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Order notation is used to describe the run time of an
algorithm.^{1}
in a big-picture sort of way. We often use order notation to
compare two algorithms or to compare a single algorithm to
some benchmark. For example, we might say:

f = O(n^{2})

This compares algorithm *f* to a benchmark named *n ^{2}*
and can be read as "algorithm

There are a number of letters from the Greek alphabet used to
make these comparisons. They are:
*Θ*
(theta), which means EQUIVALENT TO,
*o* (little omicron), which means LESS THAN,
*ω*
(little omega), which means GREATER THAN,
*O* (big omicron), which means LESS THAN OR EQUIVALENT TO,
and
*Ω*
(big omega), which means GREATER THAN OR EQUIVALENT TO.
The adjectives *less* and *greater* are general terms
whose meaning depends on the particular aspect
of the program being investigated.
If how fast a program runs is of interest,
then less means "takes less time to complete (runs faster)".
If how much space a program takes up when running is
of interest,
then less means "uses less space".
For all these symbols, it is generally implied
that the definitions hold only for the worst case
and for sufficiently large input.
Also, unless space or some other quantity is specified,
time is assumed.

As an example, consider two functions *f* and *g*
that perform the same task.
Consider also data sets that cause the functions
*f* and *g* to exhibit worst case behavior (i.e., take
the most time or use the most space).
Under these conditions, the
phrase
*f = ω(g)*
can be read as *f* is ALWAYS
GREATER THAN *g* in the worst case
and for sufficiently
large input.
It can also be read as *g* is
ALWAYS LESS THAN THAN *f* for
sufficiently large input in the worst case.
Suppose we are concerned with execution speed.
If indeed
*f = ω(g)*,
then we can say without a doubt that
function *f* will run slower than function *g* on the same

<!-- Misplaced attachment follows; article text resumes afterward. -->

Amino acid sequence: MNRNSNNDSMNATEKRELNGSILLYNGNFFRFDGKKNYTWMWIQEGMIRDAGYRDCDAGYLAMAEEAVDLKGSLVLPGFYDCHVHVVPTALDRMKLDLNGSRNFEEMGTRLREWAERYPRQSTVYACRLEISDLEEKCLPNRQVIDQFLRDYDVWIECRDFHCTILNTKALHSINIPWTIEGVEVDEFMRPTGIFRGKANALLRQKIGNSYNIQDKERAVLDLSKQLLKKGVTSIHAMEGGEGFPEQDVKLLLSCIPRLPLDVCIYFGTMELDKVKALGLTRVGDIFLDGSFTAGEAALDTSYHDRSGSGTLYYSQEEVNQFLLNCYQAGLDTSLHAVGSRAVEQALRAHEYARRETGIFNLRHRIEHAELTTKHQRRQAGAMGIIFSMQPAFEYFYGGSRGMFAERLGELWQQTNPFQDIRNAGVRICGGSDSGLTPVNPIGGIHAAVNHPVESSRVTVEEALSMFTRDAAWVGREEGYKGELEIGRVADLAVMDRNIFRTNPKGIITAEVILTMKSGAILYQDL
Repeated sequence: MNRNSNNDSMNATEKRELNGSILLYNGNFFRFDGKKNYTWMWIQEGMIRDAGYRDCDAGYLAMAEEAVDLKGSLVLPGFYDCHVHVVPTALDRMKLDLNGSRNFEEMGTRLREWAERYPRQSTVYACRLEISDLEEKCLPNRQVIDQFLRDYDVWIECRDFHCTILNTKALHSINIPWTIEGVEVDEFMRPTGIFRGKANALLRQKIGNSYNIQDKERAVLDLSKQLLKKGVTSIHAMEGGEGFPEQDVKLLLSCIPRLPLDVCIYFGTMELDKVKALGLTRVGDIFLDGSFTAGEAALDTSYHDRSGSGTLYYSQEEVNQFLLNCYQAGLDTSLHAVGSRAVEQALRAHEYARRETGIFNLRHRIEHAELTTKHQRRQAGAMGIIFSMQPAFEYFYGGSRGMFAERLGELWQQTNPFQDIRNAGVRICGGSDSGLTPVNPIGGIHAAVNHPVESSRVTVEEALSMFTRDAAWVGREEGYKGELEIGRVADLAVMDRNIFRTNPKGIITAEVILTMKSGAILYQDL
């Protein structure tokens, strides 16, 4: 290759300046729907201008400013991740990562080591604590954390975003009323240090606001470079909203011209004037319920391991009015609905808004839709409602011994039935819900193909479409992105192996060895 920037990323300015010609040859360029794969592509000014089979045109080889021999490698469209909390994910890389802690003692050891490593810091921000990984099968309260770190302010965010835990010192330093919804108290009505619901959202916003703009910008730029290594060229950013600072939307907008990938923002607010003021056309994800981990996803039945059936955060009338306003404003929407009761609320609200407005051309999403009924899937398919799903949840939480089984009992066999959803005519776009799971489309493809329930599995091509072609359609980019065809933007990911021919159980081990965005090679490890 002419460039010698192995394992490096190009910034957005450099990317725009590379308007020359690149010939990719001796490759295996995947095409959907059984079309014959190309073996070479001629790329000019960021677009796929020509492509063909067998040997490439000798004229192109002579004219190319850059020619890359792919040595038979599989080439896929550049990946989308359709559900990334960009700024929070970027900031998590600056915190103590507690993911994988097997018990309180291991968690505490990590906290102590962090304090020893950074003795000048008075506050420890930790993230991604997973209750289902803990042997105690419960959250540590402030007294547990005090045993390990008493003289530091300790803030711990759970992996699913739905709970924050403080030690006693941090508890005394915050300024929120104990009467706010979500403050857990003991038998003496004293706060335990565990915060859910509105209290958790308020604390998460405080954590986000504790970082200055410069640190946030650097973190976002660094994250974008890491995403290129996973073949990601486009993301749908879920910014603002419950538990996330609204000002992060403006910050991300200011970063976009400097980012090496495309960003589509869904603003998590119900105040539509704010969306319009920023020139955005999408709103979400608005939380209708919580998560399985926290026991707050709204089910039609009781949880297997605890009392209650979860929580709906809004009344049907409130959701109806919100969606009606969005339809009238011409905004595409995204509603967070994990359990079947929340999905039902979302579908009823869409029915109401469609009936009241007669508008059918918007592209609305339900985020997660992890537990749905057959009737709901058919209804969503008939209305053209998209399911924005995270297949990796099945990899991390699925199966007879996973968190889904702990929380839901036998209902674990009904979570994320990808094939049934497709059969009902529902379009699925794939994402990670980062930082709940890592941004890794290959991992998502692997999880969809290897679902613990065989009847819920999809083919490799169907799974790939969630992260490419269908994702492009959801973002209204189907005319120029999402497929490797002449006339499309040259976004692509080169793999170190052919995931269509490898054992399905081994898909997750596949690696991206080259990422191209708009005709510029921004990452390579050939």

data set, *provided* the data set is large enough and the data set
forces both *f* and *g* to exhibit their worst case behavior.
That is, as the sizes
of these worst case data sets grow, the ratio of *g*'s running time
to *f*'s running
time will become smaller and smaller.
Eventually,
the data set sizes becomes large enough that *g* will run faster than *f* in
an absolute sense (on a worst case data set) and the ratio of running
times will be less than 1.
Moreover, this ratio will diminish towards zero as the data sets
get ever larger.

Here's another example. Let's say that by counting steps we see that
function *r* takes exactly *n ^{2}* steps in the worst case where

The common benchmarks against which programs are often compared are:

| meaning |

1 | constant |

log n | logarithmic |

n | linear |

n ^{2} | quadratic |

n ^{3} | cubic |

n log n | log-linear |

2 ^{n} | exponential |

n! | factorial |

When using order notation, we ignore constants and lower order terms.
Suppose an program *f* takes time *4n ^{2} - 3n + 105*. For an input
size

f = Θ(g)

We can see that this is true by ignoring constants and
lower order terms. The program *f* starts out as:

f = Θ(4n^{2}-3n + 105)

Removing lower order terms yields:

f = Θ(4n^{2})

Ignoring constant factors yields:

f = Θ(n^{2})

By the same token

g = Θ(5n^{2}+ 1n + 2)

g = Θ(5n^{2})

g = Θ(n^{2})

Since both *f* and *g* are *
Θ(n ^{2})*,
they are

Suppose we have two algorithms, *f* and *g*, and that:

f = o(g)

While *f* will run faster than *g* when the input size is large enough
and the input causes both *f* and *g* to exhibit worst case behavior,
it does *not*
mean that *f* runs faster than *g* in *all* cases. There
may be small worst case data sets for which *g* runs faster. There may be
rather large data sets for which *f* exhibits worst case behavior and
*g* does not, leading *g* to again have a faster running time. The function
*f* runs faster than *g* ONLY in the worst case *and* ONLY for sufficiently
large inputs.
A common mistake is to make the assumption that order notation holds
for all inputs; it does not.

Suppose instead that:

f = Θ(g)

Does this mean that *f* has exactly the same running
time as *g*?
Again, no, not really.
What
this does say is that *f* and *g* have running times within a constant
factor of each other when worst case behavior is exhibited with
sufficiently large inputs.

With the following Venn diagram, the definitions of the symbols used for order notation will become more intuitive (hopefully):

Suppose:

f = Ω(g)

Start by placing *g* in the *Θ* region.
Since *f* is *Ω*, *f* can be placed in either the
*Θ* region or the *ω* region. Thus, *f* runs
within a constant factor of *g* or slower, for sufficiently
large input that forces worst case behavior.

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